To hire or not to hire – internally – that is the question.In the constant struggle to cut costs and improve the time-to-hire metrics, many organizations are looking for candidates in a place that may have been overlooked in the past — their existing employee base. Yes, fishing for talent from the company pond is making a comeback.While hiring from within may seem like a good idea and have many advantages, it’s not always possible as current employees may lack the experience and skill sets necessary to take on a new role, and many organizations do not have formal training or succession plan programs that invest in the development of top performers. Hiring from within can also stifle the mix of new ideas, expertise, technology and energy into an organization’s culture. And with career consultants now recommending a new job every three to five years, there’s no guarantee that the internal hire –- and the money invested in their training — will stick around.So what’s a company to do?Please join @weknownext at 3 p.m. ET on Sep. 25 for #Nextchat with special guest Janine Truitt (@CzarinaofHR). We’ll chat about growing your own talent, and ask the following questions:Q1. What are the advantages of hiring/promoting an internal candidate?Q2. How can talent management and succession strategies be crafted to ensure a promotable pool of future talent?Q3. How can companies who regularly promote/hire from within ensure a fresh mix ideas, skills and experience?Q4. What are the reasons you might bypass an internal candidate who has the skills and experience for the promotion?Q5. How do the hiring practices of an organization affect engagement, morale and culture?Q6. How is the trend in job hopping affecting succession planning programs in your organizations?Q7. Do you see the trend of job hopping (every 3-5 years) increasing or decreasing in the future? Why?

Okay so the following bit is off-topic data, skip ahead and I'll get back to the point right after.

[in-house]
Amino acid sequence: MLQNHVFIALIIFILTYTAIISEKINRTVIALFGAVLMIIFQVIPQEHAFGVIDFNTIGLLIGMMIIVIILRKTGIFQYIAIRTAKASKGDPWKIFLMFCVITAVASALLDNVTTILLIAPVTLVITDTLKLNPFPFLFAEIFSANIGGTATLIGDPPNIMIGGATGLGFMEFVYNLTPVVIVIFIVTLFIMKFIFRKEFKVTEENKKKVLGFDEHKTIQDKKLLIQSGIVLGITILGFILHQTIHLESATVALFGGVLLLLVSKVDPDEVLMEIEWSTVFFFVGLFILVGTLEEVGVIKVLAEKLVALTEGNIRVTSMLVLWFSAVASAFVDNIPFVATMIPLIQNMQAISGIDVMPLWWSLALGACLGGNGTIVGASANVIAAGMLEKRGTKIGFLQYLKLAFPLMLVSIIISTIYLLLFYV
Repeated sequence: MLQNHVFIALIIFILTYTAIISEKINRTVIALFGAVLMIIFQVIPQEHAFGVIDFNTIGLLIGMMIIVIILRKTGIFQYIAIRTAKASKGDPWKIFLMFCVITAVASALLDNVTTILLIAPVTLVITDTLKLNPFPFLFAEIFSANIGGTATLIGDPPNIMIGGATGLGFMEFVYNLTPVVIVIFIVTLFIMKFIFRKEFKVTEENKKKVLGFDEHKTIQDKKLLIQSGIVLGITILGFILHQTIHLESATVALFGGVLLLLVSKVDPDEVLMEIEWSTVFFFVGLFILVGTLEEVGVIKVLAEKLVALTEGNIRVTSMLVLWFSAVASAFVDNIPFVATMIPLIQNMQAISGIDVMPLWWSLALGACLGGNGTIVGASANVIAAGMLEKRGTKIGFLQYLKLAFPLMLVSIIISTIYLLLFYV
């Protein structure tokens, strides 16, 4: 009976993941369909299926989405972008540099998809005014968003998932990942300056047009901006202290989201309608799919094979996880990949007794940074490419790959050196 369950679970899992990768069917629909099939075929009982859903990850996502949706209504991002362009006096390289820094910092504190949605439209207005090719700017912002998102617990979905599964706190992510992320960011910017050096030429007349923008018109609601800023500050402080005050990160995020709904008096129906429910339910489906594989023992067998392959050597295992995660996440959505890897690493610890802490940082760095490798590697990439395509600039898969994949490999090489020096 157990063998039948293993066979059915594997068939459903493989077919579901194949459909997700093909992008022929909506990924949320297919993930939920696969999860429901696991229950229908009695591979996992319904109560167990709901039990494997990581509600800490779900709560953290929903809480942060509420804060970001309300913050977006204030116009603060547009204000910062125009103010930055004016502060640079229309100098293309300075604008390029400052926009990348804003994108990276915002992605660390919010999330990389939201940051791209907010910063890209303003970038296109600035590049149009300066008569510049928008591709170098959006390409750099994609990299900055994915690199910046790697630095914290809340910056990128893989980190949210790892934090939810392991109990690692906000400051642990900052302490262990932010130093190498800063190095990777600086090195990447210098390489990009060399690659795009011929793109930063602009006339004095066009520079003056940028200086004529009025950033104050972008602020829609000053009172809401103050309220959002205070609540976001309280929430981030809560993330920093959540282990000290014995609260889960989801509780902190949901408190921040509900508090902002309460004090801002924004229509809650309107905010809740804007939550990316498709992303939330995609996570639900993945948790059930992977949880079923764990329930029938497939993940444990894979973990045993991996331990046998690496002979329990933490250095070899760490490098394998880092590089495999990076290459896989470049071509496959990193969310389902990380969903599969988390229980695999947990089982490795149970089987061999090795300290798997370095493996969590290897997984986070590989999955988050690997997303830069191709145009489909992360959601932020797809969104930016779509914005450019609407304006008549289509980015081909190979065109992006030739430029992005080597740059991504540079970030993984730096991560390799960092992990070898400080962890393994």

A regular round up of news, legal trends and workplace developments to help keep HR ahead of the curveAny time there’s a technological revolution, there are winners and losers. About this, historical precedent is clear. After all, elevator operators, scriveners and ice cutters have mostly retired or had to reinvent themselves because technology made their jobs obsolete. The advent of clean energy created winners in the form of oil, gas, wind and solar companies and the millions of workers they employ, but losers in the form of coal miners – an occupation which has all but disappeared in the last few decades.The next revolution – robotics – is upon us, but it’s hard to say exactly who the losers will be. Early indicators are that big businesses stand to reap most of the rewards in the form of cost savings, efficiency and the reduction of human error. But identifying the losers is a lot more complicated. For example, Adidas closed one of its factories in China and moved it to Germany so it can experiment with using robots to make sneakers. That’s a win for Adidas but also a loss for thousands of Chinese factory workers.Take truck drivers, for example, which is (by far) the most common occupation in over half of US states. There are about 1.8 million truck drivers in the US, and they made a median annual salary of over $40,000 in 2015. And those jobs are typically available to individuals without a college degree. Alarmingly, some industry analysts expect the robot revolution will make truck drivers go extinct. That’s a tremendous number of blue collar workers making a solid salary with solid benefits who will need to find a completely different line of work. Is the US economy prepared to handle that?Think this is a problem only for blue collar workers? Au contraire mon HR frère.The Washington Post is currently using robots and algorithms to write tweets and snippets about the Olympics to free up their (ahem) human reporters to write more involved stories. And when you consider routine surgeries like appendectomies or tonsil removal, suddenly the robot doctor with the inhumanly-low complication rate and the acceptable bedside manner doesn’t seem so bad. The robots are coming and they’re coming for all of us – surgeons, writers, drivers, retail and fast food workers, bankers. Nobody is safe – not even apple pickers. Hollywood, futurists and science fiction authors have made this abundantly clear.The rise of robotics suggests a number of questions for the US economy at large, businesses that rely on technology and HR professionals:What will US businesses do about this? Will they reinvest some of their cost savings back into the businesses to create new jobs for humans or will they simply pocket all of it?What will the humans whose jobs disappear do about it? Will they languish on the government dime or will they reinvent themselves and/or get into different industries? Will they rebel against their robot overlords?Will the robot revolution highlight deficiencies in STEM education? Will the US education system respond to the need for technical skills by gravitating toward more of a vocational education for students?What can HR do to help their companies prepare?For HR, the solution is to analyze various facets of the business including business model, skill level, education and experience of the current staff and data analytics regarding efficiency and performance. Understanding this data will enable HR and the business at large to establish a baseline of productivity. From there, understanding what robotics technology is capable of, where it’s going, what limitations are in place and the expected speed of evolution all will be crucial in determining whether a robot is capable of doing a human’s job, but also whether replacing humans with robots makes sense for that business.But of course, this is called Human Resources for a reason. Robots don’t need a shoulder to cry on when they’ve had a rough day. They don’t call in sick or harass each other. They don’t hang nooses in each other’s lockers. They don’t tweet mean things about each other (at least not yet).So if a lot of the human jobs disappear in favor of robots, will HR professionals themselves see a reduction in demand for their expertise? Perhaps that will be the final straw that sparks the resistance.Olympic-Level HRIf you’re a sports fan, Olympic coverage every two years is must-see television. Thankfully this time around all of the good stuff is on during prime time (apologies to the readers who like watching archery) so we don’t have to worry (as much) about worker time theft or the distraction factor at work like we do during “March Madness” or “Cyber Monday.”But of course, the relevance of an event like this for the business community and HR doesn’t stop with time theft. The organizers for Rio 2016 claim that the games added at least 90,000 jobs to the local economy in Brazil, with another 85,000 contractors hired by third-party companies. Additionally, the games are expected to leave a legacy of skilled labor in place, which, in theory, will pay dividends to the Brazilian economy in years to come.Tell that to the people who were promised a working sewage system though, and you’re likely to hear some Portuguese profanities. Organizers are struggling with the logistics of the games in the form of bacteria and viruses in the water, the Zika virus and a depleted local police force. They can’t even keep the diving pool blue.But if logistics aren’t enough to deal with, the IOC is also grappling with a PR issue caused by their stunning lack of understanding about how the Internet works. Apparently the IOC has told its sponsors that if they use #Rio2016 or #TeamUSA in tweets that they will be sued. Why not just save everyone some time and invite Internet trolls to harass you?Compliance CarouselSupercuts has agreed to a $2 million settlement after tangling with the wage and hour buzz saw. The suit alleged that the haircutter failed to pay managers overtime and failed to provide meal or rest breaks in (you guessed it) California going all the way back to 2010. Supercuts elected to get out clean (shaven) rather than get involved in hairy litigation. Sometimes the puns just write themselves.Last year’s “joint employer” decision from the NLRB is starting to have an impact. At the time the decision was made it was considered alarming, but most experts suggested a wait and see approach. Well, we’ve waited and now we see a ton of lawsuits. According to Littler Mendelson, at least 50 joint employer claims have been filed against franchises since September 2015, most of which are against McDonald’s and a variety of service industry businesses. Another 80 charges may lead to joint employer claims in the future, and an additional 150 joint employer claims were made against non-franchised businesses. The upshot of this activity is that many small businesses are now cancelling their plans for expansion and franchisors have scaled back worker training and guidance from the top, fearing that this kind of activity will expose them to joint employer lawsuits.HR’s anonymous Internet complaint department – Glassdoor.com – is under attack for allegedly pulling back the curtain on 600,000 anonymous users. Back in June, Glassdoor changed its terms and conditions and informed clients by sending a massive group email out to them, revealing the email addresses of previously anonymous users who probably had really mean things to say about their companies. One person is now suing Glassdoor, claiming that revealing her email address and identity damaged her business reputation. The plaintiff has retained celebrity attorney Mark Geragos and is seeking to form a class of plaintiffs who have been similarly sabotaged.HR Grab BagCredit to the EEOC. When they say “equal,” they mean it. The EEOC just won a judgment against a Louisiana staffing firm that was accused of refusing to hire women for trash collector jobs. A federal district court ordered the company to pay $179,000 in damages – a drop in the bucket compared to other fines – but the message seems pretty clear – gender-specific jobs are on the way out with very few exceptions.Littler Mendelson’s annual Executive Employer Survey is out, completed by over 800 in-house counsel, HR and C-Suite executives. Some key findings were that 82% of respondents expect DOL enforcement to impact their workplace next year, 70% expect a rise in joint employer claims and 74% expect a rise in discrimination claims made by LGBT workers.Internet pioneer Monster.com has been acquired for a paltry $429 million by Netherlands-based HR consultant Randstad. The new owner will keep the Monster name and business independent, but intends to wrap Monster’s job board into a larger, full suite of HR services. Monster itself recently acquired a startup job board in June called Jobr, demonstrating that you can be both a buyer and a seller in this fast-paced technology mergers and acquisitions market.How is this song related to HR?In the last edition of HR Intel, we asked you how “War” by Bob Marley & The Wailers is related to HR.“War” is one of the signature songs of the post-Civil Rights era and represents a full admonishment of institutionalized racism around the world. The lyrics of the song make it clear that people of color were fed up with inequality and laid out what they wanted to see changed in order to achieve peace. In writing the song, Marley drew inspiration from the former emperor of Ethiopia, Haile Selassie, who famously addressed the United Nations in October 1963 regarding racism and injustice. The song is perhaps a window into the psyche of those who are still fighting for equality and justice, so if you ever find yourself trying to identify with demonstrators or “Black Lives Matter,” give this song a quick listen.We leave you with “Subdivisions” by Rush.Tell us how you think this song is related to HR in the comments section below.Originally posted on the XpertHR blog.